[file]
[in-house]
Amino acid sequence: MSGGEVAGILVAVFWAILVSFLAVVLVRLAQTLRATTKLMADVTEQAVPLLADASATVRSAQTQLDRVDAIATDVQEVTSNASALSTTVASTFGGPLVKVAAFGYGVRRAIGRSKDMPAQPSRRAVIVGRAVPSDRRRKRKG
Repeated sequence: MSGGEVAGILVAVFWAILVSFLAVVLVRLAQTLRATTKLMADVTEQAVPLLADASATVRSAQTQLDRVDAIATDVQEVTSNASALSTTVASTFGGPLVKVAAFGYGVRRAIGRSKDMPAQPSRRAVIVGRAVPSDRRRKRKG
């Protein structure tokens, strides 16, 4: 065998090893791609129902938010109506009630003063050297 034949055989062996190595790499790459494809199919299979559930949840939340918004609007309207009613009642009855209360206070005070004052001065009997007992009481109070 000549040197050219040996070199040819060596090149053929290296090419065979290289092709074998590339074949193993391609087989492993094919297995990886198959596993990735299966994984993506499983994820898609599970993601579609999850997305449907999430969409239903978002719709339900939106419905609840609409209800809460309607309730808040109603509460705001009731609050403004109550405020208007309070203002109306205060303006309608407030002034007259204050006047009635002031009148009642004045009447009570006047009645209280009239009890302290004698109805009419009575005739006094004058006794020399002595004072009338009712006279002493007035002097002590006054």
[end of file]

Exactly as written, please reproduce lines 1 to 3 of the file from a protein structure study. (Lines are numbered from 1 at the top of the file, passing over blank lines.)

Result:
[in-house]
Amino acid sequence: MSGGEVAGILVAVFWAILVSFLAVVLVRLAQTLRATTKLMADVTEQAVPLLADASATVRSAQTQLDRVDAIATDVQEVTSNASALSTTVASTFGGPLVKVAAFGYGVRRAIGRSKDMPAQPSRRAVIVGRAVPSDRRRKRKG
Repeated sequence: MSGGEVAGILVAVFWAILVSFLAVVLVRLAQTLRATTKLMADVTEQAVPLLADASATVRSAQTQLDRVDAIATDVQEVTSNASALSTTVASTFGGPLVKVAAFGYGVRRAIGRSKDMPAQPSRRAVIVGRAVPSDRRRKRKG